More information

School E-Safety Self Review Tool

School E-Safety Self Review Tool School E-Safety Self Review Tool Updated February 2010 SWGfL 2010 The South West Grid for Learning Trust, Great Moor House, Bittern Road, Exeter, EX2 7FW Tel: 01392 381371 Fax: 01392 381370 Email: enquiries@swgfl.org.uk

More information

Middlesbrough College : We re better without bullying THE FUTURE IS OURS SAFE, FUN AND CONNECTED

Middlesbrough College : We re better without bullying THE FUTURE IS OURS SAFE, FUN AND CONNECTED Middlesbrough College : We re better without bullying THE FUTURE IS OURS SAFE, FUN AND CONNECTED ANTI-BULLYING WEEK 18-22 NOVEMBER 2013 What is Bullying? Middlesbrough College students define bullying

More information

Roles and Responsibilities The following section outlines the roles and responsibilities for e-safety of individuals and groups within the College:

Roles and Responsibilities The following section outlines the roles and responsibilities for e-safety of individuals and groups within the College: Penrice Academy E-SAFETY POLICY Adopted by the Governing Body on June 2013 Review date: June 2015 Scope of the Policy This policy applies to all members of the College community (including staff, students,

More information

All photographers and staff at Success Photography must ensure that:

All photographers and staff at Success Photography must ensure that: Child Protection Policy All photographers and staff at Success Photography must ensure that: The welfare of the child is paramount. All children, whatever their age, culture, disability, gender, language,

More information

Dallas Police Department Computer Crimes Unit Cyber-Bullying Sexting And Criminal Consequences

Dallas Police Department Computer Crimes Unit Cyber-Bullying Sexting And Criminal Consequences Dallas Police Department Computer Crimes Unit Cyber-Bullying Sexting And Criminal Consequences Prepared by Detective Russell Stephens Computer Crimes Unit Dallas Police Department 214-671-3545 Cyber-bullying

More information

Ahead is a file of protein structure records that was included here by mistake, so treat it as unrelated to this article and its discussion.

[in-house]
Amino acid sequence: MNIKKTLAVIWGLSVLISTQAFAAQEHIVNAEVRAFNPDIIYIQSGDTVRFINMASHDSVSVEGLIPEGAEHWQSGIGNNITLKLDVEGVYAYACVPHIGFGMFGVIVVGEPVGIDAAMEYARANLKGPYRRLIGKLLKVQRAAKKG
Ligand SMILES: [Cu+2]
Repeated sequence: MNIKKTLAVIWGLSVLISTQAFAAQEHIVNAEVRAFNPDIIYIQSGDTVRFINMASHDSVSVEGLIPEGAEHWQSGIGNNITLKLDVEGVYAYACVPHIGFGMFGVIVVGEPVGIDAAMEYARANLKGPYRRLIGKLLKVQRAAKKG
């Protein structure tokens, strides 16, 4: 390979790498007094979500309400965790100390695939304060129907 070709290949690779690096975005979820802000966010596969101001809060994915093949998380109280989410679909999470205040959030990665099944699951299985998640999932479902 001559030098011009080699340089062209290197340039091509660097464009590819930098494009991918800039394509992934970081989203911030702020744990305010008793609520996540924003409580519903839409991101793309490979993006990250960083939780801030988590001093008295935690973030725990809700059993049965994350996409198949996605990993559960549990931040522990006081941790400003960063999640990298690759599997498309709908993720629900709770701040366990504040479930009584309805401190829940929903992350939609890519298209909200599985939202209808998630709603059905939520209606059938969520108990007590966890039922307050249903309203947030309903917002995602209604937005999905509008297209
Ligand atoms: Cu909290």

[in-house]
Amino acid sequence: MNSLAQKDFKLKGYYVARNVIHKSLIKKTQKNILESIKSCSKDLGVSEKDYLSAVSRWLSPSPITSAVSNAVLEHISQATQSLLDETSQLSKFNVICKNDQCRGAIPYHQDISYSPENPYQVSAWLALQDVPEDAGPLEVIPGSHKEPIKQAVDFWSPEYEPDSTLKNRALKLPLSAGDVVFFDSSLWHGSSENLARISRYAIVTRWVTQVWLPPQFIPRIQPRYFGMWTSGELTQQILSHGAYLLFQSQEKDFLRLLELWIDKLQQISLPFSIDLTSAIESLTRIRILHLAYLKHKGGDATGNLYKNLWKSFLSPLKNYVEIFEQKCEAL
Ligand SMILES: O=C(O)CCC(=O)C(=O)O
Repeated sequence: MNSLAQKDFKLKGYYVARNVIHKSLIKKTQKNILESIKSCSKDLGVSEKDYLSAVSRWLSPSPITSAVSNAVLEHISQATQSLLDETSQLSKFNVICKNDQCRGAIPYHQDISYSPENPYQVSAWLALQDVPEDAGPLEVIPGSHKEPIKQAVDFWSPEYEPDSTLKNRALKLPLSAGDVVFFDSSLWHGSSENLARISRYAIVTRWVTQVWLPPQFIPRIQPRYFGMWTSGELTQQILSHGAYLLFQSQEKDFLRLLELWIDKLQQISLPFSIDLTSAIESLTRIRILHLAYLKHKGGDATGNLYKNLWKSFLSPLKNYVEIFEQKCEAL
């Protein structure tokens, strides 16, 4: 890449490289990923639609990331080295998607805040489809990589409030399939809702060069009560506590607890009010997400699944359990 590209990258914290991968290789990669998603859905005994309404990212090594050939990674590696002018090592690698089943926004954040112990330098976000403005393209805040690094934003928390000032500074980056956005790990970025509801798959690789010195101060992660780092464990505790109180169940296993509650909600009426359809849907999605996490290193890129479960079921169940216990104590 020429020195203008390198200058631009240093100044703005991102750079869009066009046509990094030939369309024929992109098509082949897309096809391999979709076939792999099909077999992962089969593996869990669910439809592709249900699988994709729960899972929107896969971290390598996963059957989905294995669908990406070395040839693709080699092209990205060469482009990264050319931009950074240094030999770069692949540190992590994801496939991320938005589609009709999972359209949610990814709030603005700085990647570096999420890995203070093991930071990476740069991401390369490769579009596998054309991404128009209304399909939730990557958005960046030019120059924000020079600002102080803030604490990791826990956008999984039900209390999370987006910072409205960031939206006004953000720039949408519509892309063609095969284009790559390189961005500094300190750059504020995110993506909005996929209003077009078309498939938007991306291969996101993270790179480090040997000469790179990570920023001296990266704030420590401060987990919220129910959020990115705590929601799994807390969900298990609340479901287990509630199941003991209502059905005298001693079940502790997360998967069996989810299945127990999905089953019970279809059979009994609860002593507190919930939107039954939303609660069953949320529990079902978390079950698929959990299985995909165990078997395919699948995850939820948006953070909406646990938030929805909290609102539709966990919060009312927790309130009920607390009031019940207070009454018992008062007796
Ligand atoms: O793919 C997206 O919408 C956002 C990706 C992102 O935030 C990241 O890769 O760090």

GRANGE TECHNOLOGY COLLEGE ANTI-BULLYING POLICY

GRANGE TECHNOLOGY COLLEGE ANTI-BULLYING POLICY GRANGE TECHNOLOGY COLLEGE ANTI-BULLYING POLICY Approved: 4 September 2014 Review Date: Page 1 of 7 GRANGE TECHNOLOGY COLLEGE ANTI-BULLYING POLICY Introduction Schools have a duty of care for pupils and

More information

Safeguarding / Child Protection Policy

Safeguarding / Child Protection Policy Safeguarding / Child Protection Policy Policy statement on equality and diversity The School will promote equality of opportunity for students and staff from all social, cultural and economic backgrounds

More information

LARKS HILL JUNIOR & INFANT SCHOOL

LARKS HILL JUNIOR & INFANT SCHOOL LARKS HILL JUNIOR & INFANT SCHOOL Social Media Policy Written: Reviewed Autumn Term 2015 Larks Hill J & I School Social Media Policy 1. Introduction For the purposes of this policy, social media refers

More information

Chailey School - E-Safety Policy

Chailey School - E-Safety Policy Chailey School - E-Safety Policy WHAT IS E-SAFETY? Chailey School sees the area of E-Safety as a child protection issue and not one that is solely evident in ICT. All staff and students have a duty to

More information

Example of a Child Protection Policy

Example of a Child Protection Policy Example of a Child Protection Policy Introduction Policy Statement/aims Promoting good practice Good practice guidelines Use of photographic/filming equipment Recruitment and training of staff and volunteers

More information

ACCEPTABLE USE POLICY BE SAFE USING THE COMPUTER

ACCEPTABLE USE POLICY BE SAFE USING THE COMPUTER ACCEPTABLE USE POLICY BE SAFE USING THE COMPUTER We want you to feel safe all the time. Make sure you: o always keep your passwords a secret o only open pages which your teacher has said are OK o only

More information

Guidance to support the Levels of Need poster

Guidance to support the Levels of Need poster Guidance to support the Levels of Need poster V.1 Approved by Cheshire East Safeguarding Children Board 24 th January 2014 1 Introduction This Framework aims to provide all professionals working with children

More information

Guidance on professional conduct. For nursing and midwifery students

Guidance on professional conduct. For nursing and midwifery students Guidance on professional conduct For nursing and midwifery students 1 We are the nursing and midwifery regulator for England, Wales, Scotland, Northern Ireland and the Islands. We exist to safeguard the

More information

John of Rolleston Primary School

John of Rolleston Primary School John of Rolleston Primary School E-Safety Policy February 2014 Contents 1 Introduction... 2 2 Aims... 2 3 Roles and Responsibilities... 2 3.1 Governors... 2 3.2 The Headteacher... 2 3.3 The Senior Leadership

More information

E-Safety Policy 2016

E-Safety Policy 2016 E-Safety Policy 2016 Rationale It is the duty of the school to ensure that every child in their care is safe, and the same principles should apply to the virtual or digital world as would be applied to

More information

Dealing with Allegations of Abuse Against Staff in Schools. Practice Guidance

Dealing with Allegations of Abuse Against Staff in Schools. Practice Guidance Dealing with Allegations of Abuse Against Staff in Schools Practice Guidance About this guidance This is statutory guidance from the Department for Education. Schools and colleges must have regard to it

More information

E-safety. A practical guide for schools. E-safety Guide